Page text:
Gimbals and Gimbal Bearings
Gimbals as we know them today have been around since the 15th century when they were being used to prevent the movement of the early compasses on ships. Nowadays they have a multitude of applications; in photography for keeping the camera still while filming and making movies where movement is simulated by the use of gimbal mounts.
Marine applications are one of the more popular uses of gimbals and gimbal bearings. In maritime use, they are used to support of the delicate gyro-compass and to dampen the movement of deck-mounted machinery that is also susceptible to the movement of the ship due to sea conditions.
This is an article in Mechanical Engineering about gimbals and gimbal bearings. Here we will examine the role of these components both in engineering and everyday applications. We begin with an overview of gimbals and gimbal bearings.
Introduction to Gimbals and Gimbal Bearings
Gimbals and gimbal bearings have many applications. Their first use is usually credited to the Greek philosopher Philo of Byzantium. In 200 BC, he invented an inkpot with numerous openings for the pen. However, because of the use of a series of concentric rings, no ink was spilled, no matter which way it was turned.
Towards the end of the first century, the Chinese were using gimbals for holding incense pots horizontal as they were rotated about their high priests, and also as personal body warmers, preventing the burning wood from spilling onto the users clothing.
As the years passed, new applications were found and in the early modern period of the 15th century, the dry compasses (forerunners of our gyro compass) were being suspended by gimbals as shown below.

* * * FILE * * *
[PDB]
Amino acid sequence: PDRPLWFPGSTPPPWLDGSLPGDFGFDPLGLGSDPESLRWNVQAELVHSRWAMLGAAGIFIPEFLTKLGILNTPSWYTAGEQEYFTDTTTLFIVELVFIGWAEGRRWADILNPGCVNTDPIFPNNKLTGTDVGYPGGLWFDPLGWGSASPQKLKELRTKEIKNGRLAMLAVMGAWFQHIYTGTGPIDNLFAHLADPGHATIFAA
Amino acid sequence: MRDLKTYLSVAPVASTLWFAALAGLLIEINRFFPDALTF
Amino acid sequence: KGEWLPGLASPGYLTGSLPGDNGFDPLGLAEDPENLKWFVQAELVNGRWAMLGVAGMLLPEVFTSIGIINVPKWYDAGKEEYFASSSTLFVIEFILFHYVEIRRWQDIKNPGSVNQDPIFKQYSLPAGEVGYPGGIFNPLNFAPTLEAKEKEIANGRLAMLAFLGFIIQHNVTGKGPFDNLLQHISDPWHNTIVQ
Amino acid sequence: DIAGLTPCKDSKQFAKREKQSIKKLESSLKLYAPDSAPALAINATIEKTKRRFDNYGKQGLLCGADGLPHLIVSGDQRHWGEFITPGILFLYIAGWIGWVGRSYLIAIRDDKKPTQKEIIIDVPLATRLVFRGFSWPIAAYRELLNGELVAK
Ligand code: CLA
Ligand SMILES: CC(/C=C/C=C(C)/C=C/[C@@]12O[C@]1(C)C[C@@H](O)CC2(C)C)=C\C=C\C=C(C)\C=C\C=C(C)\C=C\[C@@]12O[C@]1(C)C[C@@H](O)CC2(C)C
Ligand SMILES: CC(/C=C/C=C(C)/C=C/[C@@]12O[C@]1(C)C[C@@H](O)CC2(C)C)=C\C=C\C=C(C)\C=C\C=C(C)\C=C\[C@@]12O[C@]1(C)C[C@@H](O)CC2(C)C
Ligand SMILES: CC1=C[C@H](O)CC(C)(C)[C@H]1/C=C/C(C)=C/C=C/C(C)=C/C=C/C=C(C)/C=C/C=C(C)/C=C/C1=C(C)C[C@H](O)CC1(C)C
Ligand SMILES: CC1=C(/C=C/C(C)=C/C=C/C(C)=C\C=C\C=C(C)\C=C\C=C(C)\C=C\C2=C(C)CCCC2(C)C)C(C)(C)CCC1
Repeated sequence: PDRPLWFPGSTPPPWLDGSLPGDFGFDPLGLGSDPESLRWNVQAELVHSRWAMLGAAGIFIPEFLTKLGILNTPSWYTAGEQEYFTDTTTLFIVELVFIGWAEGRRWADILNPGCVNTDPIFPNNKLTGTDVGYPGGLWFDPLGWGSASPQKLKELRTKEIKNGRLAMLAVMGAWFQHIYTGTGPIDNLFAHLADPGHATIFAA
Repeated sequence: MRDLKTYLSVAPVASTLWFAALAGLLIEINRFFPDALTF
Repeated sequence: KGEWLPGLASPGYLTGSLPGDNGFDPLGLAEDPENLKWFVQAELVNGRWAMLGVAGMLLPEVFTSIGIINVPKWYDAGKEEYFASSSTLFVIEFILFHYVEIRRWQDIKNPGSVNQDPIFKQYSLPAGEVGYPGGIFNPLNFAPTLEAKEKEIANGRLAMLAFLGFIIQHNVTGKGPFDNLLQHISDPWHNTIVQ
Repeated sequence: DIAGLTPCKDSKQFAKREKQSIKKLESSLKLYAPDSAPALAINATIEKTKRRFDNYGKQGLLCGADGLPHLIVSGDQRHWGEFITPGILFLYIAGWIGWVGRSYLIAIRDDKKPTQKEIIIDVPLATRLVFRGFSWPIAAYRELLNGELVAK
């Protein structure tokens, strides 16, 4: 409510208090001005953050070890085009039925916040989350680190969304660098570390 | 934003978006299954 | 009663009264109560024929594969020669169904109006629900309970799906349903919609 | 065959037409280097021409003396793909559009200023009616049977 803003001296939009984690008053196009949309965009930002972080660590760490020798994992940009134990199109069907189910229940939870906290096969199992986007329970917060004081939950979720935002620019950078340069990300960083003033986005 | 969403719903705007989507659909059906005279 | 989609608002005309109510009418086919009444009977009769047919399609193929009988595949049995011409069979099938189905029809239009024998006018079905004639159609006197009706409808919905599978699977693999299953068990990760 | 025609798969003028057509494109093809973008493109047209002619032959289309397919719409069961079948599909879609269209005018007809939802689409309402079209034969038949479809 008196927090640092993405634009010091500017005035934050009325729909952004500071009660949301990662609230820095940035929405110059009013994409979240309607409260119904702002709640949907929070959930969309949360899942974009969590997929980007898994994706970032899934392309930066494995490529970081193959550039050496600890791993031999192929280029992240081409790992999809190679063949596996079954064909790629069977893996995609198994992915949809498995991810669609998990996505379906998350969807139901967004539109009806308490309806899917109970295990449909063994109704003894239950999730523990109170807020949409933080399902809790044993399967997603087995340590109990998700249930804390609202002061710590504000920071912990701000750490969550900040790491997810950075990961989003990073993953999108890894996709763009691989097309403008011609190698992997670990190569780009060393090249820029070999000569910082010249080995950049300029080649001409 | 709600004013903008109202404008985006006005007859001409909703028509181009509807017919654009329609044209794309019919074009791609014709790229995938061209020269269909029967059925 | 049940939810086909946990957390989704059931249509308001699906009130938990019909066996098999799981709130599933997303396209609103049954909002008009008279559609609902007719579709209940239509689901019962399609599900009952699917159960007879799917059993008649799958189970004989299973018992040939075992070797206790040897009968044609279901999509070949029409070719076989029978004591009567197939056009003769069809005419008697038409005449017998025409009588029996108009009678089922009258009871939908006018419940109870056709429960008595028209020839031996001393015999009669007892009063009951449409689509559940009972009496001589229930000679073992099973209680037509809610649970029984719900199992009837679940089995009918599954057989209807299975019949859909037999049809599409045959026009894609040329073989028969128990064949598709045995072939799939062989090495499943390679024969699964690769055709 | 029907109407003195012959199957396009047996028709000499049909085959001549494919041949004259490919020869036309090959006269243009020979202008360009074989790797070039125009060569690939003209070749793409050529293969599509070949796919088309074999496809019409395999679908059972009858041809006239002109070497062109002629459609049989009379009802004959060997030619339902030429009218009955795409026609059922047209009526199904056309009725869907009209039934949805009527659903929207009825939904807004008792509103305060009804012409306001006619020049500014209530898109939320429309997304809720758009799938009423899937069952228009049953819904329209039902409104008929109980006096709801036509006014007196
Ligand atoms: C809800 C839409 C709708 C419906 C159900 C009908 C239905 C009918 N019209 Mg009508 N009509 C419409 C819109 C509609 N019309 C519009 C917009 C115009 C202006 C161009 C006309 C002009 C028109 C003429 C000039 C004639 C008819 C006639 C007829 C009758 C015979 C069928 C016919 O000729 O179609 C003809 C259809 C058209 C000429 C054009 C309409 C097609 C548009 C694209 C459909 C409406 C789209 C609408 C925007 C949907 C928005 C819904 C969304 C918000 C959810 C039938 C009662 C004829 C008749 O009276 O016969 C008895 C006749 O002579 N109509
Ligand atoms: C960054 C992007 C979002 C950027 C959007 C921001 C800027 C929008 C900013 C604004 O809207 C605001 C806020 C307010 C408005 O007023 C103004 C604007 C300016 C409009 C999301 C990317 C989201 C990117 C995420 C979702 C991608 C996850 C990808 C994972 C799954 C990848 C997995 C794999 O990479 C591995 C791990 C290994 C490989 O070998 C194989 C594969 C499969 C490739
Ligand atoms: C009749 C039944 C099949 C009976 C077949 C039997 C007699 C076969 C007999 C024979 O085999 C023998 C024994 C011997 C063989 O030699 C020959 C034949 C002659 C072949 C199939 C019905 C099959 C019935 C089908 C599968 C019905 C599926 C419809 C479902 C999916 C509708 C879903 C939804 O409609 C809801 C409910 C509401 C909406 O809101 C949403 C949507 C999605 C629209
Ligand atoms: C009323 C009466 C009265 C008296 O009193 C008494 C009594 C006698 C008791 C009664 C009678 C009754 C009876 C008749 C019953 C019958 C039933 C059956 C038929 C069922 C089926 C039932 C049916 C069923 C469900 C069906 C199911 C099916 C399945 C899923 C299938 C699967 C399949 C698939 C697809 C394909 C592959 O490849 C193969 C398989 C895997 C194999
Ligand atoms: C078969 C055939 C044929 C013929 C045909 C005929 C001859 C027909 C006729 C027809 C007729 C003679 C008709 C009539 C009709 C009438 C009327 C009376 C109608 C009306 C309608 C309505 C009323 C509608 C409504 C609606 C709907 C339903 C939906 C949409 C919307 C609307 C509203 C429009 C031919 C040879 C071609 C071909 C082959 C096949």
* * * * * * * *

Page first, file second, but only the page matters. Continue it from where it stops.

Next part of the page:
Modern uses include NASA space craft engine mounts that position the engines for maximum thrust, expansion joints that allow for the expansion and contraction of steam/hot liquid pipelines, and bearings for marine boat drive shaft alignment.
Gimbals, Bearings, Bellows and Universal Expansion Joints
Basically a gimbal consists of at least two rings attached to each other axially at 90°, with the component to be protected against movement suspended between the rings.
Some applications of gimbals follow:
- Ships Gyro Compasses
This was one of the more common uses for gimbals, confirming the ships position in all weather conditions. However, nowadays the modern electronic aids such as Global Navigation Satellite Systems are used for navigation.
A sketch of a simple gimbal used to mount a gyro compass is shown below, along with an image of an early gimbal as used on a Naval Vessel.
- Ships Chronometers
Ship’s Deck Officers are required to be able to navigate the vessel, and calculate their position through Celestial Navigation or Astronavigation. This involves the use of a sextant to measure the distance between two celestial bodies; usually the sun and one of many known navigation stars, and the horizon.
This type of navigation has been used over the centuries and is still part of their Officer of the Watch Certification.